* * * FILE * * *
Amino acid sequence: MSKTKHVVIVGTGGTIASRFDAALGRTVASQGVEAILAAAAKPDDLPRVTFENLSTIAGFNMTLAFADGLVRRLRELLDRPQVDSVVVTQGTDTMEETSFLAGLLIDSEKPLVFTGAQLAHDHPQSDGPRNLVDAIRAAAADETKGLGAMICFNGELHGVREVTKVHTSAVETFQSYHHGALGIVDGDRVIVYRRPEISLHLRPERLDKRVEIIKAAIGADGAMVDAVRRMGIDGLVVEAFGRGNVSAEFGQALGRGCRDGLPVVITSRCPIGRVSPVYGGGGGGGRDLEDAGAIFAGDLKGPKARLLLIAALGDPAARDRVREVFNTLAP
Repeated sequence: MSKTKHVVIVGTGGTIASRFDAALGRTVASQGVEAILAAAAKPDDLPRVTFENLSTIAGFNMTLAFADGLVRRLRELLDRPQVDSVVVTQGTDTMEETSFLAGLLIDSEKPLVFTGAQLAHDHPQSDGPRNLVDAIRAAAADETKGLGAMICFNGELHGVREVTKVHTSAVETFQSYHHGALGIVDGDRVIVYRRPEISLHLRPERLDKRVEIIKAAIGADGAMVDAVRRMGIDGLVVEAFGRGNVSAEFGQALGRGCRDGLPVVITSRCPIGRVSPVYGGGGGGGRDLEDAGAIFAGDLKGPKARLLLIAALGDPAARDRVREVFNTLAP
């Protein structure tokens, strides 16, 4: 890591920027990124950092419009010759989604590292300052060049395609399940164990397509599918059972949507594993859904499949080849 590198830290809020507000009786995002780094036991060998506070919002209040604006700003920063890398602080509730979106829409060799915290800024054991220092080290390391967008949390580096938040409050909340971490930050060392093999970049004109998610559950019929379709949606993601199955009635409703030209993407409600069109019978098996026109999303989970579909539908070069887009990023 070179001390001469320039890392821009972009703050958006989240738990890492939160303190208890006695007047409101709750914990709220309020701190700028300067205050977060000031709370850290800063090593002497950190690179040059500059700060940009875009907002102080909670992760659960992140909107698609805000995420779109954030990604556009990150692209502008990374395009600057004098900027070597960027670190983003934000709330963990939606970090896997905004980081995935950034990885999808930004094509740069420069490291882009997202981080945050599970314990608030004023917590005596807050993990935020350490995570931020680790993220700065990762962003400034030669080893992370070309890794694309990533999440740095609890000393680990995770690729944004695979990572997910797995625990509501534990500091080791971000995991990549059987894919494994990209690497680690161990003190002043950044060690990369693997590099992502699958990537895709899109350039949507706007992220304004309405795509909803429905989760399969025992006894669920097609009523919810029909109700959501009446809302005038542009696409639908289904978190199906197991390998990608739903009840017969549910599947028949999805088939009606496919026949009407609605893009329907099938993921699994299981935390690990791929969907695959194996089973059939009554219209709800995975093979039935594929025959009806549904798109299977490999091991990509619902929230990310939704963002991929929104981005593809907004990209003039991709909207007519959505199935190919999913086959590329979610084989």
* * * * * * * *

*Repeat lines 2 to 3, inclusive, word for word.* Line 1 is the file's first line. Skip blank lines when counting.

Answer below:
Repeated sequence: MSKTKHVVIVGTGGTIASRFDAALGRTVASQGVEAILAAAAKPDDLPRVTFENLSTIAGFNMTLAFADGLVRRLRELLDRPQVDSVVVTQGTDTMEETSFLAGLLIDSEKPLVFTGAQLAHDHPQSDGPRNLVDAIRAAAADETKGLGAMICFNGELHGVREVTKVHTSAVETFQSYHHGALGIVDGDRVIVYRRPEISLHLRPERLDKRVEIIKAAIGADGAMVDAVRRMGIDGLVVEAFGRGNVSAEFGQALGRGCRDGLPVVITSRCPIGRVSPVYGGGGGGGRDLEDAGAIFAGDLKGPKARLLLIAALGDPAARDRVREVFNTLAP
């Protein structure tokens, strides 16, 4: 890591920027990124950092419009010759989604590292300052060049395609399940164990397509599918059972949507594993859904499949080849 590198830290809020507000009786995002780094036991060998506070919002209040604006700003920063890398602080509730979106829409060799915290800024054991220092080290390391967008949390580096938040409050909340971490930050060392093999970049004109998610559950019929379709949606993601199955009635409703030209993407409600069109019978098996026109999303989970579909539908070069887009990023 070179001390001469320039890392821009972009703050958006989240738990890492939160303190208890006695007047409101709750914990709220309020701190700028300067205050977060000031709370850290800063090593002497950190690179040059500059700060940009875009907002102080909670992760659960992140909107698609805000995420779109954030990604556009990150692209502008990374395009600057004098900027070597960027670190983003934000709330963990939606970090896997905004980081995935950034990885999808930004094509740069420069490291882009997202981080945050599970314990608030004023917590005596807050993990935020350490995570931020680790993220700065990762962003400034030669080893992370070309890794694309990533999440740095609890000393680990995770690729944004695979990572997910797995625990509501534990500091080791971000995991990549059987894919494994990209690497680690161990003190002043950044060690990369693997590099992502699958990537895709899109350039949507706007992220304004309405795509909803429905989760399969025992006894669920097609009523919810029909109700959501009446809302005038542009696409639908289904978190199906197991390998990608739903009840017969549910599947028949999805088939009606496919026949009407609605893009329907099938993921699994299981935390690990791929969907695959194996089973059939009554219209709800995975093979039935594929025959009806549904798109299977490999091991990509619902929230990310939704963002991929929104981005593809907004990209003039991709909207007519959505199935190919999913086959590329979610084989």